**[A Graphics Diary](../index.html)**
*Automatic Occluder Generation*
*15.11.19*
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**Properties of occluders**
Occluders are a variant, or alternative representation of a mesh. They are an essential part of an occlusion culling system, as their simplified representation allows the occlusion step to be more efficient than if it were to use the original and _high definition_ version of the mesh. To fully leverage them, they have to respect a few properties.
![](occluders-banners.png)
_Reduced complexity in comparison to the original mesh_, in terms of triangle count and shape. Occluders should be fast to draw. This can usually be done by using an aggregate of simpler convex shapes.
_Fully conservative_; its volume should be less than or equal to the real mesh volume and fully contained within. This property is required in order to not give false positive such as occluding more than expected, or discarding objects from the visible set. Conservative occluders may also allow for pre-z optimization. Drawing them in a depth only render pass before any fragment-costly shaders would leverage the hardware hierarchical z-culling and/or early-z fragment rejection [^early-z].
Large as in _occupy the largest possible volume of the original mesh_. This property guarantees that the mesh would discard as many elements as if the original mesh were to be used. To calculate the mesh efficiency, it could be imagined to render both the occluders and its original mesh and see if the rejection ratio of using one or the other is reaching a satisfying convergence. This property can also be viewed in terms of having a high screen-area coverage from different viewpoints. It is important to note that depending on which side your mesh will be drawn, it is possible to make specific optimizations therein. For example, in a car driving simulation where the viewpoint is known to be on the ground; a boxed-shape building would be most likely simplified as a box occluders where the box is only composed of its side faces, without the top and bottom. This would differ in an open-world game, where the level of freedom reduces the ability to make such assumptions.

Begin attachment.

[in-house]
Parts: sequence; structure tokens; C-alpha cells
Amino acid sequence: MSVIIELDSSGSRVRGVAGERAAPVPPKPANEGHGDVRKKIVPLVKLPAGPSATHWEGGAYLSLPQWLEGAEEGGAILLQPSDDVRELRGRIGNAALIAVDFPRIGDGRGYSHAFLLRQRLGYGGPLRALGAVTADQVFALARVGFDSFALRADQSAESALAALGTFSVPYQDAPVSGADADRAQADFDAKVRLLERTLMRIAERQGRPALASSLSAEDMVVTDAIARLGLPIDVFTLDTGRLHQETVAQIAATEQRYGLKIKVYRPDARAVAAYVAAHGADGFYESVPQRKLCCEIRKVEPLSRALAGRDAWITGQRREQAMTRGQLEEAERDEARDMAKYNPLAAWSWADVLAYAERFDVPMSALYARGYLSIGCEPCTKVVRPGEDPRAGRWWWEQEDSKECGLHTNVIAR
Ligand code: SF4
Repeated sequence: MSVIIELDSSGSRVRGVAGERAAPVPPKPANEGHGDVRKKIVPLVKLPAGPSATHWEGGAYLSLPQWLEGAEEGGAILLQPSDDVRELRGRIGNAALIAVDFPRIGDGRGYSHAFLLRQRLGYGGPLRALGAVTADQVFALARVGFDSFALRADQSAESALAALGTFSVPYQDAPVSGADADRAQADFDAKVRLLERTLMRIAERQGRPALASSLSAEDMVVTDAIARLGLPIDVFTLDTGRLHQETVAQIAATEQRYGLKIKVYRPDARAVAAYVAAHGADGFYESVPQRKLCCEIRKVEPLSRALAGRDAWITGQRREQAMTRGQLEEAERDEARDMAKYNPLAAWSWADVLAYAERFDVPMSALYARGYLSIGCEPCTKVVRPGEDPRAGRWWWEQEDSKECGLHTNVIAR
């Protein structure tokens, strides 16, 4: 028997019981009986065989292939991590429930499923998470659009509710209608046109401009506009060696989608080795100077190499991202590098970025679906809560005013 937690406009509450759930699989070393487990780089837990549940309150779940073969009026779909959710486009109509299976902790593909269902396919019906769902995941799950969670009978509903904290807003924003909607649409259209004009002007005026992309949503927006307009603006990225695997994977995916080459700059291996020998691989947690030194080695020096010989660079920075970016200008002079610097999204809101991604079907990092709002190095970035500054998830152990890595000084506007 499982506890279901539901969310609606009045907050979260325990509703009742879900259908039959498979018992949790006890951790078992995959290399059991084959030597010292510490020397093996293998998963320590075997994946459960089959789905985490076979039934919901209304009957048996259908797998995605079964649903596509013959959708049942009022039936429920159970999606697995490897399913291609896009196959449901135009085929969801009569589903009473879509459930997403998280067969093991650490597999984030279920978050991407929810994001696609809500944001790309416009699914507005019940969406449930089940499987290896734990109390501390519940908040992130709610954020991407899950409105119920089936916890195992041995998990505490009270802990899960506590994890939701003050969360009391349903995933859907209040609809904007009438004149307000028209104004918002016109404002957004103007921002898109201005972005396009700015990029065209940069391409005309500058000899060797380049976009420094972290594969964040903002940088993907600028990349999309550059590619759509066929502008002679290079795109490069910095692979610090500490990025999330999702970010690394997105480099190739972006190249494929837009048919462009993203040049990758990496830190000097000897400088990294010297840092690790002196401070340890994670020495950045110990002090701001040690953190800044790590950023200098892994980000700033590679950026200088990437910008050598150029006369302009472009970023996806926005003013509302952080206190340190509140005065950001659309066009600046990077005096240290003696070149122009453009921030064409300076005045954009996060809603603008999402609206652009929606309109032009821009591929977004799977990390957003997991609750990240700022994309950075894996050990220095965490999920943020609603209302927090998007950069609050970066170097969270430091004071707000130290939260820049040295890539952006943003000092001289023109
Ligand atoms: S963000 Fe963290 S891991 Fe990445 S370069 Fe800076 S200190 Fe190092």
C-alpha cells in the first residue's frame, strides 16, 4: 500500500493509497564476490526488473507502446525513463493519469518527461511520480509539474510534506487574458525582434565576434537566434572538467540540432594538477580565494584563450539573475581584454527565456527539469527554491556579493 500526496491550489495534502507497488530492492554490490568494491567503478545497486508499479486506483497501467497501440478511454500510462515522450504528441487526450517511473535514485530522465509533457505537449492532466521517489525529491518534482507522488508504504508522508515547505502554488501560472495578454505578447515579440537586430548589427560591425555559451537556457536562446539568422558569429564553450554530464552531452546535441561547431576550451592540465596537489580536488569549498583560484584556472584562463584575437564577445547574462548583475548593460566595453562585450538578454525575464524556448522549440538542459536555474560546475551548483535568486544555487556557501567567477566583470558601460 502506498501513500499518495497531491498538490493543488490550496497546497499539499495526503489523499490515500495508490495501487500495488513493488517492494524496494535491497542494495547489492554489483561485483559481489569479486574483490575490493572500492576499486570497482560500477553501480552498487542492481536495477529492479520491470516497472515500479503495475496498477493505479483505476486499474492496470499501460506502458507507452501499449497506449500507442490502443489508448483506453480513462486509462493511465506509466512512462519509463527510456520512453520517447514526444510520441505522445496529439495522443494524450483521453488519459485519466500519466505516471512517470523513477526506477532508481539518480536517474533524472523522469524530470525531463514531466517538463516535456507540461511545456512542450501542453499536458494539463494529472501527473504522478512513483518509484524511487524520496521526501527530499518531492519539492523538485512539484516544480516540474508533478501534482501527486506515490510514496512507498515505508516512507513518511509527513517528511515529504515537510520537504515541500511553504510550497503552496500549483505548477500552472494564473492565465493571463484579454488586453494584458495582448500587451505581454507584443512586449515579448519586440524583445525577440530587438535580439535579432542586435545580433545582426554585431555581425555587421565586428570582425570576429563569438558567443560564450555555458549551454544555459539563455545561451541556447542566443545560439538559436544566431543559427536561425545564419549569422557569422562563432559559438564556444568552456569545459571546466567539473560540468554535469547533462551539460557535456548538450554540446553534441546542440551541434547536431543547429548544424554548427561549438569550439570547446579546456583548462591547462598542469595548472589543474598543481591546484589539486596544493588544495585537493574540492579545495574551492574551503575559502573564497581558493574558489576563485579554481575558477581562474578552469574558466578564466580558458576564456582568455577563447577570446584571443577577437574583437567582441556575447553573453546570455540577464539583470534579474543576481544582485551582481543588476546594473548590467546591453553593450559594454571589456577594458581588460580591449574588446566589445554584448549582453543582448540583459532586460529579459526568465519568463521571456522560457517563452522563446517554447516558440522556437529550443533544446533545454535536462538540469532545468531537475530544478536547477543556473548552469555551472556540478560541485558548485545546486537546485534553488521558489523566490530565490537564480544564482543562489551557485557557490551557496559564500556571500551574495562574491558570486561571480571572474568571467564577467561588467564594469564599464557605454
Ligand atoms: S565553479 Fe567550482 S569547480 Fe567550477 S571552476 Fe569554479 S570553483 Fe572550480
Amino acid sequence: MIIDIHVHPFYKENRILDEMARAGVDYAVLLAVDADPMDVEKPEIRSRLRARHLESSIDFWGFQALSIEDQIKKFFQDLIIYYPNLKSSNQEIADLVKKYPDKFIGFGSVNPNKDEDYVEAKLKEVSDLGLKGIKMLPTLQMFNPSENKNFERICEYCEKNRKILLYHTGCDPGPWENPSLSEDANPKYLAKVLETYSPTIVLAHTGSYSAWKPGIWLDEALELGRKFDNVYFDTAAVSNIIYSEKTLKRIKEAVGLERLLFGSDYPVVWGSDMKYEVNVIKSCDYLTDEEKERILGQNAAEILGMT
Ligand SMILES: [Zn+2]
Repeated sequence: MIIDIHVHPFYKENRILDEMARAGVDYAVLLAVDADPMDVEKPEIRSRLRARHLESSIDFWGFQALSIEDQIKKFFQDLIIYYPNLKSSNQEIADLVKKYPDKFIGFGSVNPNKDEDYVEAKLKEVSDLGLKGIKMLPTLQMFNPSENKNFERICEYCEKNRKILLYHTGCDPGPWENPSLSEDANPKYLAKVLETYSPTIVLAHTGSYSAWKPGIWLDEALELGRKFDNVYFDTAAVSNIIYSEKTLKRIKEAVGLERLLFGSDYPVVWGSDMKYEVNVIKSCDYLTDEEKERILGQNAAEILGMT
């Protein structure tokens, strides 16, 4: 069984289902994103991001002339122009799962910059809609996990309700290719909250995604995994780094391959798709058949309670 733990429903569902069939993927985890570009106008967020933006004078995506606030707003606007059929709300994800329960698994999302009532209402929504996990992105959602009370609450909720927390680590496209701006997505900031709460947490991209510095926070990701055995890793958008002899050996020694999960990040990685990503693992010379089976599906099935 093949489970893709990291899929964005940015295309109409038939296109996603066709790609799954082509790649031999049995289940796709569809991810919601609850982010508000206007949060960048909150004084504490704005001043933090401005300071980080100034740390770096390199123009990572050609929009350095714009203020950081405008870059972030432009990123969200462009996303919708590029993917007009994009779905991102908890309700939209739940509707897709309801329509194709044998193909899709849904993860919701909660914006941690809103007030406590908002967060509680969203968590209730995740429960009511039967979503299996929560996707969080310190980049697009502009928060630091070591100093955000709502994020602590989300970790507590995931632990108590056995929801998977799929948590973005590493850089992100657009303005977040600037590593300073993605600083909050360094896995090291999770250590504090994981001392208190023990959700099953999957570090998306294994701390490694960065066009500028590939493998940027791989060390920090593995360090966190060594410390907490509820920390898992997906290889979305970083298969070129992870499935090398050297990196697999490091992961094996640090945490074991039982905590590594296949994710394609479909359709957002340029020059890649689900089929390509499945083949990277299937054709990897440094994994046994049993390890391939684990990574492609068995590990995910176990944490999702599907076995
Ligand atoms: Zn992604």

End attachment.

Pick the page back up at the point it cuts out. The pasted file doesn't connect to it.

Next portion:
[^early-z]: Refer to the manual of the GPU vendor you are working with, or chapter 18.3.7 of the book "Real Time Rendering" for more information about this type of optimization.
**Automatic generation of occluders**
The algorithm chosen to automatically generate occluders takes in a 3d mesh, and outputs a list of AABBs ensured to be contained within the input 3d mesh. The algorithm is composed of 4 main steps:
1. _Shell_ voxelization
2. _Inner_ voxelization using the previously generated shell voxel set
3. Generate a per-axis minimum distance to _shell_ voxel from each voxel in the _inner_ voxel set
4. Iterative box expansion using the per-axis minimum distances starting from voxels in the _inner_ set
To simplify comprehension, the algorithm will be first illustrated and described in 2d, and then extended to the 3d case. Note that the algorithm described in 2d is a simplification of the 3d algorithm and would most likely be optimized accordingly if it were to only be used in 2d.
**Box filling algorithm (in 2d)**
In 2d, voxelization is commonly named rasterization, and a voxel a pixel. The first two steps of the algorithm are _shell_ and _inner_ rasterization (also known as conservative rasterization). In order to simplify things, the mesh is represented by a single triangle. And instead of performing triangle-cube intersection, as we will see in 3d, we perform triangle-edge intersection against pixel-aligned AABBs.
*Shell and inner conservative pixelization*
To be able to generate a conservative set of pixels, we need to first generate the _shell_ pixel set. To do so, we snap the triangle AABB to the pixel grid; pixel snapping is the process of mapping any 2d position to a single pixel. Then, iterate over each pixel of that grid and perform triangle-edge to AABB intersection. This gives the first set of _shell_ pixels (overlayed in blue in the figure below).
![Figure [rasterization]: Shell and inner conservative rasterization](illustration0.png width=300)
Once the _shell_ pixel set is available, we perform a second pass over the pixel grid covered by the triangle, and look in each positive and negative direction of the unit axes, _(+x, 0)_, _(-x, 0)_, _(0, +y)_, _(0, -y)_. If from a given pixel, there are 4 _shell_ pixels visible from all of these directions, the pixel is marked as being part of the _inner_ pixel set; this essentially performs conservative rasterization.
*Minimum distance to shell pixel (On the positive unit axes)*